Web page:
|What shall we do about our concern with the most recent in psychiatric research?
Ajai R Singh, Shakuntala A Singh
September-October 2003, 1(3):3-12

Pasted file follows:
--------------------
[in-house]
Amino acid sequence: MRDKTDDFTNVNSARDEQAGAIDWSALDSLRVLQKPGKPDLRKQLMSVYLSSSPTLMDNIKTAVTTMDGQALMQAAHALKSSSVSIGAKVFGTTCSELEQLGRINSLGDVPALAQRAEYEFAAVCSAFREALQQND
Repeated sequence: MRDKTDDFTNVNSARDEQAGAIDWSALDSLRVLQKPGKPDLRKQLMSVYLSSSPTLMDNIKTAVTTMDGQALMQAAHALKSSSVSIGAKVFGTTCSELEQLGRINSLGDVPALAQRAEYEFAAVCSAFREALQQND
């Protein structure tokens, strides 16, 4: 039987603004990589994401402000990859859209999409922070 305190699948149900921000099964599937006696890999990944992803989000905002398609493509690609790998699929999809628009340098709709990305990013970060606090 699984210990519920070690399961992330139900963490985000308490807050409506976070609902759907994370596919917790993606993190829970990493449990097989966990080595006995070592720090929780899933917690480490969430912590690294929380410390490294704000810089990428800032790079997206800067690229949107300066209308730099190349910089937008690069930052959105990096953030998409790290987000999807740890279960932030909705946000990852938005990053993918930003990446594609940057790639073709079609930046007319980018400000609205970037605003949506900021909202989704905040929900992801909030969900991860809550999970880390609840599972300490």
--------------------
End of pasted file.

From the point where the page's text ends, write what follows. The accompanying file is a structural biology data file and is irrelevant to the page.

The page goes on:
Most clinicians and researchers are concerned with recent advances in psychiatry. This involves the danger whether something time-tested may get sidelined for extra-scientific reasons. That the pharmaceutical industry and super-specialist researcher may keep churning out new findings to impress audiences is only a partial truth. Research progresses by refutation and self-correction. Acceptance in science is always provisional; changing paradigms, frameworks of enquiry and raising new questions is integral to break through in scientific knowledge. Hence, there is in science a constant concern with the new. Moreover, the number of treatment non- responders to the time-tested swells with time, and researchers feel challenged to find ways and means of resolving their difficulties. Newer challenges need newer strategies. Obsession with the most recent can lead us astray, but a healthy evidence-based acceptance of the new is essential for advancement in psychiatric research. As indeed of research in all fields of medicine. And of science in general. The role of lithium and newer mood stabilizers in bipolar disorders are taken as examples to highlight this point.
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